This form of protection for essentially derived varieties has been a welcomed change in light of the previous provisions of the Act, whereby it was often the case that third party breeders could introduce minor alterations to a derived plant variety, such that they could avoid infringing on the granted rights of a breeder of the initial plant or fungi variety.
EDVs are also newly introduced to the New Zealand Plant Variety Act.
How else can a plant breeder protect their plant variety rights?
Applying for a PBR is just the beginning of a plant breeder’s journey in intellectual property rights. It may be of interest to note that plant breeders may be eligible for patent and/or trade mark protection, in addition to the PBR. For example, a plant breeder may seek trade mark protection for the brand under which the new plant variety is sought to be sold under.
In addition, the plant breeder may seek patent protection if the new plant or fungi variety has utilised genetic modifications or novel reproductive techniques or methods during its development, for example this may encompass marker-assisted breeding to select for desirable qualities in the new plant or fungi variety, plant embryo culture, the generation of transgenic plant genes, or even the method by which genetic modification is conducted, if the method is new and inventive when compared to conventional methods used in the field.
Patent protection is useful to a plant breeder if there is some economical benefit that may be derived from development of the new plant variety, whether this may be therapeutic or commercial use of the plant or part of the plant. For example, the resultant new plant or fungi variety may exhibit desirable genetic or phenotypic traits such as improved resistance to pests, diseases, or even improved tolerance to abiotic stresses such as extreme temperatures, humidity and/or salt concentrations.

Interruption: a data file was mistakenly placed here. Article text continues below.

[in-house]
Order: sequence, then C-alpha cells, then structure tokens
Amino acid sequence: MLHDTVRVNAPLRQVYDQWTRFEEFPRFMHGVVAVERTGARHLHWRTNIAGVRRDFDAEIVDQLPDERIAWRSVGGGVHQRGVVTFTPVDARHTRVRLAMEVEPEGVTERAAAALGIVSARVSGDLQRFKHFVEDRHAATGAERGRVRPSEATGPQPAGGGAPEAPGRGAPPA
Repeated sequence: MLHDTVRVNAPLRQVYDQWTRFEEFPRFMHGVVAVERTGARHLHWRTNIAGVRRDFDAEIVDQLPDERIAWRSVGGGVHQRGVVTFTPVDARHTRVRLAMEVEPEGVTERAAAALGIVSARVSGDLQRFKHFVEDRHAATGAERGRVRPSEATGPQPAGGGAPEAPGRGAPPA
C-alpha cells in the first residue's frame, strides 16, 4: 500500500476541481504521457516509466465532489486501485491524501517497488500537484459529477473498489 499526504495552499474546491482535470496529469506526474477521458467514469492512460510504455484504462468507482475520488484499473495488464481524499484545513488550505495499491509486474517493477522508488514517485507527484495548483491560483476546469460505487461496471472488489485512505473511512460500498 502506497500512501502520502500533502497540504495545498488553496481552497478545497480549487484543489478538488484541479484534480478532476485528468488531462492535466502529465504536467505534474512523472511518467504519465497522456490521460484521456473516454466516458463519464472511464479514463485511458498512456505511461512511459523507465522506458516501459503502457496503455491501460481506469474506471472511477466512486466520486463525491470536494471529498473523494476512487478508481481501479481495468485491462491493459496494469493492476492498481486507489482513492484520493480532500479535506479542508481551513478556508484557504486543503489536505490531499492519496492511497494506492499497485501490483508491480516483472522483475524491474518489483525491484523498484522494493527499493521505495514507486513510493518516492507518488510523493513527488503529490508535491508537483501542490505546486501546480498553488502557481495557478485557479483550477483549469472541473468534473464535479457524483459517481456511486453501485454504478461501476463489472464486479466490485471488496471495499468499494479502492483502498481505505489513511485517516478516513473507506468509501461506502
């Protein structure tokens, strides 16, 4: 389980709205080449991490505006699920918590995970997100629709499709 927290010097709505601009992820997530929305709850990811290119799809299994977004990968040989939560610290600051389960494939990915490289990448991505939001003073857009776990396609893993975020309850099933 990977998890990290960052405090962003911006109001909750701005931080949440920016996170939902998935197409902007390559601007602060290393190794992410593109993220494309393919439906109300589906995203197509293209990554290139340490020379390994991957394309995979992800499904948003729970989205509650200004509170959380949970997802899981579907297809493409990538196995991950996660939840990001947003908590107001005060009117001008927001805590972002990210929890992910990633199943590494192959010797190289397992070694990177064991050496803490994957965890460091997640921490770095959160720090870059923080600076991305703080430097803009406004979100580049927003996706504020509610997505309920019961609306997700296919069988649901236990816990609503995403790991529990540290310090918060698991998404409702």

However, there are some important considerations that should be taken into account with respect to seeking patent protection for a new plant variety.
Support, sufficiency and best method – considerations for patenting plant varieties
In Australia, to satisfy the best method requirements, it is essential that the patent specification discloses the method steps for reproducing the plant variety. These include any selective breeding steps, or methods that involve genetic modifications. For plant varieties that are reproduced using standard plant breeding techniques, information on the methods and breeding crosses performed must be disclosed. In addition, the parent plant variety must be publicly available, whether commercially or via an accessible deposit under the Budapest Treaty, or they must satisfy the requirements of section 40(2)(a) of the Patents Act.
The patent specification must also describe characteristics of the plant, including: the leaf (e.g. shape and length), stem (e.g. branching habits), flower (e.g. colour, size, number of petals, presence or absence of sepals, pollen morphology, carpal and stamen number), root, fruit, resistance to herbicides or pesticides (if any), and scientific analyses (e.g. genetic profile, isozyme analysis etc, if available). The description must not use subjective terms such as, tall and bright.